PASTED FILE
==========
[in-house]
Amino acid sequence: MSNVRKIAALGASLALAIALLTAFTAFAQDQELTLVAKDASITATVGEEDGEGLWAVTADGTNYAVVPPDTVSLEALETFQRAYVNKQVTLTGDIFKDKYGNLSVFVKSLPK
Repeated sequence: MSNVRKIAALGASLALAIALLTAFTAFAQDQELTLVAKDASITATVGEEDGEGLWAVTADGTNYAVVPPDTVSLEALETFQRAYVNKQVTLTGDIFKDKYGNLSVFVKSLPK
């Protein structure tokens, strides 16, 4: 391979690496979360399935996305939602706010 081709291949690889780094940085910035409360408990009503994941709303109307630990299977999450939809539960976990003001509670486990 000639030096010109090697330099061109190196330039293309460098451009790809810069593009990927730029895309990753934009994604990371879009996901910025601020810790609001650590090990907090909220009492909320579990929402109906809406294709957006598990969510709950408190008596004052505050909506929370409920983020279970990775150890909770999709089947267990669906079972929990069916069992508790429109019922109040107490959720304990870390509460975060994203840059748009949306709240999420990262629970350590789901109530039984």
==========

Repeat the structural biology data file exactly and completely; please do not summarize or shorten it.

[in-house]
Amino acid sequence: MSNVRKIAALGASLALAIALLTAFTAFAQDQELTLVAKDASITATVGEEDGEGLWAVTADGTNYAVVPPDTVSLEALETFQRAYVNKQVTLTGDIFKDKYGNLSVFVKSLPK
Repeated sequence: MSNVRKIAALGASLALAIALLTAFTAFAQDQELTLVAKDASITATVGEEDGEGLWAVTADGTNYAVVPPDTVSLEALETFQRAYVNKQVTLTGDIFKDKYGNLSVFVKSLPK
């Protein structure tokens, strides 16, 4: 391979690496979360399935996305939602706010 081709291949690889780094940085910035409360408990009503994941709303109307630990299977999450939809539960976990003001509670486990 000639030096010109090697330099061109190196330039293309460098451009790809810069593009990927730029895309990753934009994604990371879009996901910025601020810790609001650590090990907090909220009492909320579990929402109906809406294709957006598990969510709950408190008596004052505050909506929370409920983020279970990775150890909770999709089947267990669906079972929990069916069992508790429109019922109040107490959720304990870390509460975060994203840059748009949306709240999420990262629970350590789901109530039984």